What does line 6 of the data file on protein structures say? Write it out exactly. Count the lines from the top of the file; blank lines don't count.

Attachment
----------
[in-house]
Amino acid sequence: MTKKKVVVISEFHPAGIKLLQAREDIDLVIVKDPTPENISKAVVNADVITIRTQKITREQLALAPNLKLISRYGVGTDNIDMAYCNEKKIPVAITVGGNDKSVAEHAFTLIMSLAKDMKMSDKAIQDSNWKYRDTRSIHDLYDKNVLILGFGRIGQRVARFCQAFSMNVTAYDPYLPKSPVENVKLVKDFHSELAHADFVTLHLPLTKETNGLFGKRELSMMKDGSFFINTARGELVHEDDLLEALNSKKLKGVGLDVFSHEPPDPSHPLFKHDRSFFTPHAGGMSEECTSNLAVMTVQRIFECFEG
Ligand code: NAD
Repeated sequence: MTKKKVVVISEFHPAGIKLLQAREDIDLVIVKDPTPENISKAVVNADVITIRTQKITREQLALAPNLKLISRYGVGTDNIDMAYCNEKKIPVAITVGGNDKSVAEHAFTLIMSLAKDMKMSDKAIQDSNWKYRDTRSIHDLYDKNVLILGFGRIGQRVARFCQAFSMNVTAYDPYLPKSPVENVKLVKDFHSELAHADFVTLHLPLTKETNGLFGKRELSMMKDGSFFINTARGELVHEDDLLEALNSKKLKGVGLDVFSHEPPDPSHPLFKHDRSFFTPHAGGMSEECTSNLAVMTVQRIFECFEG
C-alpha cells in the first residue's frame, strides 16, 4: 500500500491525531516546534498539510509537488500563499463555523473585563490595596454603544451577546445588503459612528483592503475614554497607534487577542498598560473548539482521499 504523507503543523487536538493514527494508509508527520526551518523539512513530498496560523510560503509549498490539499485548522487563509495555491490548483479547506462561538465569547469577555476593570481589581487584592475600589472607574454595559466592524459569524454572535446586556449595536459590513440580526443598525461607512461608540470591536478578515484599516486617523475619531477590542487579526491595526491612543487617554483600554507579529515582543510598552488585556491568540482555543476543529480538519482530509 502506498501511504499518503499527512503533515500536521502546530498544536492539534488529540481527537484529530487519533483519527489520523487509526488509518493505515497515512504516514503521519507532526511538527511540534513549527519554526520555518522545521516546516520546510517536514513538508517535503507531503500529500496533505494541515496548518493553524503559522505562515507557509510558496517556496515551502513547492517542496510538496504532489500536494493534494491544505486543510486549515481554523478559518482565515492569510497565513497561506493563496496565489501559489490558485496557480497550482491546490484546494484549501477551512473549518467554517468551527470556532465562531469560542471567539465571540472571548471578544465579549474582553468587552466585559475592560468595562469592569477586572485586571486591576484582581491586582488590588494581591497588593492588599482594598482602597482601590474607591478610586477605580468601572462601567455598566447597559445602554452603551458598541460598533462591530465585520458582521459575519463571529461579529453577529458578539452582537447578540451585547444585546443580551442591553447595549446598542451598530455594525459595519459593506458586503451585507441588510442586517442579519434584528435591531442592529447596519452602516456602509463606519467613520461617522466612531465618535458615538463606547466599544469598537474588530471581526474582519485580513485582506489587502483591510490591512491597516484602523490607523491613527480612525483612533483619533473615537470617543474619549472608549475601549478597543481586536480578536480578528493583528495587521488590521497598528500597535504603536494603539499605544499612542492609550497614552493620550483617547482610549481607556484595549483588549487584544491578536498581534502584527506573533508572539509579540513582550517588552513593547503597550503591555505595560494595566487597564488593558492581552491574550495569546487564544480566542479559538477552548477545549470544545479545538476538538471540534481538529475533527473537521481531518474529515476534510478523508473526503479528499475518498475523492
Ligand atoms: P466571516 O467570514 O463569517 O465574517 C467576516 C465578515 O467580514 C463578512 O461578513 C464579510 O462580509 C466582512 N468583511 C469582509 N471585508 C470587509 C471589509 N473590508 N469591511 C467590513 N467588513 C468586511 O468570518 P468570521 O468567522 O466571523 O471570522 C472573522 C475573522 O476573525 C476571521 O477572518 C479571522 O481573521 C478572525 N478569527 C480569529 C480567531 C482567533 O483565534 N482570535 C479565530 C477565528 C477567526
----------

Ligand atoms: P466571516 O467570514 O463569517 O465574517 C467576516 C465578515 O467580514 C463578512 O461578513 C464579510 O462580509 C466582512 N468583511 C469582509 N471585508 C470587509 C471589509 N473590508 N469591511 C467590513 N467588513 C468586511 O468570518 P468570521 O468567522 O466571523 O471570522 C472573522 C475573522 O476573525 C476571521 O477572518 C479571522 O481573521 C478572525 N478569527 C480569529 C480567531 C482567533 O483565534 N482570535 C479565530 C477565528 C477567526